Apple explains why automatic iOS updates can take several weeks to work

There’s a new iOS update available but your iPhone hasn’t updated itself for days, or even weeks now, even though the automatic updates option has been turned on? Apple has an explanation for why automatic software updates are often delayed by up to a month. To make a long story short: It’s a feature, not a bug.

  • iPhone user Mateusz Buda emailed Apple’s software head Craig Federighi about automatic iOS updates arriving several weeks late. In the message, Mateusz also asked Craig to explain how exactly this feature is supposed to work.
  • Some folks do complain that the auto-update feature in iOS, iPadOS and macOS seems to be weeks behind schedule. It often takes days or even weeks, people are saying, for an operating system update to automatically download and install even though it shows up immediately when checking for updates manually.
  • Apple says this is by design. By releasing a major iOS update in stages rather than pushing it at once to everyone’s devices that have the auto-update option turned on, Apple not only eases load on its own servers but also ensures that any potential teething issues are limited to early adopters.

Why automatic iOS updates are delayed by 1-4 weeks

iPhone user Mateusz Buda wrote the following in his email to Apple’s Craig Federighi:

I went on holiday at the end of January, just two days after installing iOS 15.3 on my iPhone. But to this date I haven’t received a notification about the latest iOS 15.4 update even though I have automatic updates (both downloading and installing) turned on in Settings. Yesterday was two weeks after the public release of iOS 15.4. Of course I use my iPhone as always (connected to Wi-Fi, not using low-power mode etc.) so the feature could have at least downloaded the iOS 15.4 update automatically.

And here come the key questions:

How exactly do automatic updates work? What conditions must be met for this function to work? Automatic app updates do work—it takes like three days maximum for the app to update itself so no problems there.

Here’s Craig’s response, via Reddit:

Hi Mateusz,

We incrementally roll out new iOS updates by first making them available for those that explicitly seek them out in Settings, and then 1-4 weeks later (after we’ve received feedback on the update) ramp up to rolling out to devices with auto-update enabled.

Hope that helps!


The feature’s description spells out that automatic updates are installed overnight after they have been downloaded. The key thing to keep in mind: The downloaded update won’t actually install unless your iPhone is plugged into power and connected to the internet. Automatic updates also don’t work if low-power mode is turned on. Read: How to download App Store apps that are unavailable in your country

Preventing servers from melting down

Staggered rollouts have become the norm. Often, a popular app such as Instagram or TikTok or Twitter would announce the immediate availability of a new feature and people would wonder why they’re not seeing it at once. And that’s precisely why we tell you when writing about such updates to check back “a few days or weeks later” if the feature doesn’t show up on your devices. Automatic iOS updates are similar in that regard. Read: How to update apps on iPhone, iPad and Apple Watch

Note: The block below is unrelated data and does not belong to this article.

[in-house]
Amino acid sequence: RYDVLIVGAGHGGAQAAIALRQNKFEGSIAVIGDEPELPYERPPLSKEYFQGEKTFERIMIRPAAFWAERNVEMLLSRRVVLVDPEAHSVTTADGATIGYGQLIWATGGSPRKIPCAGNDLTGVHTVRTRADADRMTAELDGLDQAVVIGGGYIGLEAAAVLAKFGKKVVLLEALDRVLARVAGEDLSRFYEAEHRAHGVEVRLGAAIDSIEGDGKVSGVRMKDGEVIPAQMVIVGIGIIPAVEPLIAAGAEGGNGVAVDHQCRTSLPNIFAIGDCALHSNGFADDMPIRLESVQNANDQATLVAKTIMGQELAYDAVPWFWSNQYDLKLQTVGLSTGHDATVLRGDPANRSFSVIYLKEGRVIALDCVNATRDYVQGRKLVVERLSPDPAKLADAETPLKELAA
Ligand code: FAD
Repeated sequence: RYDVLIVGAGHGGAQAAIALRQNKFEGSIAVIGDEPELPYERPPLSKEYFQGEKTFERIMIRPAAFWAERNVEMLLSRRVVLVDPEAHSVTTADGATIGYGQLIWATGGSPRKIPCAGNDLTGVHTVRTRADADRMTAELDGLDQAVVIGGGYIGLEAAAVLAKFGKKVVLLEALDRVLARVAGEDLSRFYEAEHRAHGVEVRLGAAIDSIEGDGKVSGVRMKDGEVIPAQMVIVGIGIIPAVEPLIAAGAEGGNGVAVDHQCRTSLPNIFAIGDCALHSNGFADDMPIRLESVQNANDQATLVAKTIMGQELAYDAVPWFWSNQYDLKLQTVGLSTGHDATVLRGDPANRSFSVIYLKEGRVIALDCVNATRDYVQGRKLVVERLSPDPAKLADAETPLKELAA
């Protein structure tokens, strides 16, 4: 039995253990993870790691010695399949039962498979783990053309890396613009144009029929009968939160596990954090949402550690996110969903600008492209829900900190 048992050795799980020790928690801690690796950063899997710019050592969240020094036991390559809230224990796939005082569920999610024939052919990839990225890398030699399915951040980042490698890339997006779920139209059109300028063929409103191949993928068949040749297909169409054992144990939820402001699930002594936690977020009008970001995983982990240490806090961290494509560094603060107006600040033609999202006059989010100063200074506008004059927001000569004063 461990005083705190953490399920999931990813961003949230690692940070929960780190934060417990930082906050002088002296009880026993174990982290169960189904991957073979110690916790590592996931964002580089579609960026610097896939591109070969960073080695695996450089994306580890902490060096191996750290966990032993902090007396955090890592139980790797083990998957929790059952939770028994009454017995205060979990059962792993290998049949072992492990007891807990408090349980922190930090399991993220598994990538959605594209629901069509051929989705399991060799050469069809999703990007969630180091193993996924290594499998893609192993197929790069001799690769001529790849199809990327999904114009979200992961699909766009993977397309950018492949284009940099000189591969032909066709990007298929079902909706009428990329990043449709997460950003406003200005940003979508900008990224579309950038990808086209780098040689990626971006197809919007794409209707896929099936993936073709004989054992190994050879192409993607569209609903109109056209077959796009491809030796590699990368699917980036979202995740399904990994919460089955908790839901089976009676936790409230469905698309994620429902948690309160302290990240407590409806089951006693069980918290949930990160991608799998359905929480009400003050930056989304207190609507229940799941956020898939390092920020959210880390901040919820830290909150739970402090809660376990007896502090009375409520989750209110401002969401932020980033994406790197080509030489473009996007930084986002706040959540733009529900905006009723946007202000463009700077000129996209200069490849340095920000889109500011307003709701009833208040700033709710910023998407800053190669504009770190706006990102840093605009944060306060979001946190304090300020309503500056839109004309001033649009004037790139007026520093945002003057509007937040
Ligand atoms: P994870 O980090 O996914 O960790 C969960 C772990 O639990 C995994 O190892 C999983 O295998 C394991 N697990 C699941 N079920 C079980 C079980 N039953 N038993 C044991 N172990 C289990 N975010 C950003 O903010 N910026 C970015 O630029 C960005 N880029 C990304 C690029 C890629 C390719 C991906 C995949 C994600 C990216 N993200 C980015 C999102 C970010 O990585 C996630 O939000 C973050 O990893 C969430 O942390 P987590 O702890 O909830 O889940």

With nearly two billion active devices out in the wild, it’s reasonable for a big company like Apple to take all necessary precautions to prevent any potential server issues from occurring. If Apple pushed automatic updates to all users at once, its servers could melt under heavy load. And slow servers would inevitably reduce your download speed drastically, ruining the whole iOS update experience.

Assuring initial bugs are limited to early adopters

To deliver staggered iOS updates, Apple segments the user base into two camps.

In the first camp are your early adopters who do not have the automatic updates option turned in Settings. They are the kinds of people who like to live on the bleeding edge of technology so they would be the first to manually run Software Update on the first day an iOS update is released to the public. In the second camp are people who have turned on automatic updates in Settings → General → Software Update. Those are your regular Joes, not early adopters.

In case of a botched iOS update or an iOS update containing a nasty bug that couldn’t be found during beta-testing, early adopters will take most of the pain. Everyone else (people with automatic iOS updates turned on) will be protected because the update has yet to be downloaded on their devices.

OK, but why are app updates pending?

Craig’s response does not address app updates. Even with automatic downloads turned on for app updates in Settings → App Store, app updates can show as pending in the App Store for weeks. Some people have reported the auto-update mechanism actually never updating the installed apps—even when the device is plugged into power and connected to Wi-Fi all the time.

While Mateusz didn’t ask Craig about app updates, it’s reasonable to assume the same answer: Automatic app updates are delayed to both prevent servers from being overloaded and kill the update in case of a critical issue before it’s automatically pushed to everyone’s devices. And like with iOS updates, early adopters can install app updates at any time by hitting their Apple ID profile image in the App Store. Read: How to fix slow App Store downloads on iPhone, iPad and Mac